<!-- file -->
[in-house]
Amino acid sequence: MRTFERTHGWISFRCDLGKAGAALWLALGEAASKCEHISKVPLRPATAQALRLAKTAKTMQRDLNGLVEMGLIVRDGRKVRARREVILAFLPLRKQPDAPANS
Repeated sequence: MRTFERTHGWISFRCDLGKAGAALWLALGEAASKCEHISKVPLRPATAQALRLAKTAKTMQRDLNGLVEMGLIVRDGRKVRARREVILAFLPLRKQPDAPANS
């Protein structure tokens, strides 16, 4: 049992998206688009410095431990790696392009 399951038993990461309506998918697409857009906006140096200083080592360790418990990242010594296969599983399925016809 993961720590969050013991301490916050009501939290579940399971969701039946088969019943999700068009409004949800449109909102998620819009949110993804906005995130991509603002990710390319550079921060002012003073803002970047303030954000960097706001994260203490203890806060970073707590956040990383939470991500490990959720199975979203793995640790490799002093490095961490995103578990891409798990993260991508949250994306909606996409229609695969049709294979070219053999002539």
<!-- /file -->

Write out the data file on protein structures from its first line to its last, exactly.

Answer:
[in-house]
Amino acid sequence: MRTFERTHGWISFRCDLGKAGAALWLALGEAASKCEHISKVPLRPATAQALRLAKTAKTMQRDLNGLVEMGLIVRDGRKVRARREVILAFLPLRKQPDAPANS
Repeated sequence: MRTFERTHGWISFRCDLGKAGAALWLALGEAASKCEHISKVPLRPATAQALRLAKTAKTMQRDLNGLVEMGLIVRDGRKVRARREVILAFLPLRKQPDAPANS
């Protein structure tokens, strides 16, 4: 049992998206688009410095431990790696392009 399951038993990461309506998918697409857009906006140096200083080592360790418990990242010594296969599983399925016809 993961720590969050013991301490916050009501939290579940399971969701039946088969019943999700068009409004949800449109909102998620819009949110993804906005995130991509603002990710390319550079921060002012003073803002970047303030954000960097706001994260203490203890806060970073707590956040990383939470991500490990959720199975979203793995640790490799002093490095961490995103578990891409798990993260991508949250994306909606996409229609695969049709294979070219053999002539």